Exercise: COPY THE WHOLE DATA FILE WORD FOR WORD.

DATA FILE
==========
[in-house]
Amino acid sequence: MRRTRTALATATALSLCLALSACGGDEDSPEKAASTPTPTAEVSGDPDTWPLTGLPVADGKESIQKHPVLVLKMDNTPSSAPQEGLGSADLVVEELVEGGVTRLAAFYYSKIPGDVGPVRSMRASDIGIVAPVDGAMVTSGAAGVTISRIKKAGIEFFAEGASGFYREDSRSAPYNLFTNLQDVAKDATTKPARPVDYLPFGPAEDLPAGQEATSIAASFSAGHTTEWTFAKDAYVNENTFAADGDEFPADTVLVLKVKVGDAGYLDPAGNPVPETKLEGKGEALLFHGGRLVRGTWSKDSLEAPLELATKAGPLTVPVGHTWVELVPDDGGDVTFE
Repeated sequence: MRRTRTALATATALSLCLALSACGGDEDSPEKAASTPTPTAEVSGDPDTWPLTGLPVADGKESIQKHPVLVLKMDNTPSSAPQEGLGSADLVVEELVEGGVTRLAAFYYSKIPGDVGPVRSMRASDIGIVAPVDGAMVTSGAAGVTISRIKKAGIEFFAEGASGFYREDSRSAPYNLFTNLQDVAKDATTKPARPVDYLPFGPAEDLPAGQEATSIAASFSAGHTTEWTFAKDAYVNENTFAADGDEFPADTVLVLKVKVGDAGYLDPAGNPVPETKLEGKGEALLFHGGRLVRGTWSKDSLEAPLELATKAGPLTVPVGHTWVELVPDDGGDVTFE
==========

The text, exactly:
[in-house]
Amino acid sequence: MRRTRTALATATALSLCLALSACGGDEDSPEKAASTPTPTAEVSGDPDTWPLTGLPVADGKESIQKHPVLVLKMDNTPSSAPQEGLGSADLVVEELVEGGVTRLAAFYYSKIPGDVGPVRSMRASDIGIVAPVDGAMVTSGAAGVTISRIKKAGIEFFAEGASGFYREDSRSAPYNLFTNLQDVAKDATTKPARPVDYLPFGPAEDLPAGQEATSIAASFSAGHTTEWTFAKDAYVNENTFAADGDEFPADTVLVLKVKVGDAGYLDPAGNPVPETKLEGKGEALLFHGGRLVRGTWSKDSLEAPLELATKAGPLTVPVGHTWVELVPDDGGDVTFE
Repeated sequence: MRRTRTALATATALSLCLALSACGGDEDSPEKAASTPTPTAEVSGDPDTWPLTGLPVADGKESIQKHPVLVLKMDNTPSSAPQEGLGSADLVVEELVEGGVTRLAAFYYSKIPGDVGPVRSMRASDIGIVAPVDGAMVTSGAAGVTISRIKKAGIEFFAEGASGFYREDSRSAPYNLFTNLQDVAKDATTKPARPVDYLPFGPAEDLPAGQEATSIAASFSAGHTTEWTFAKDAYVNENTFAADGDEFPADTVLVLKVKVGDAGYLDPAGNPVPETKLEGKGEALLFHGGRLVRGTWSKDSLEAPLELATKAGPLTVPVGHTWVELVPDDGGDVTFE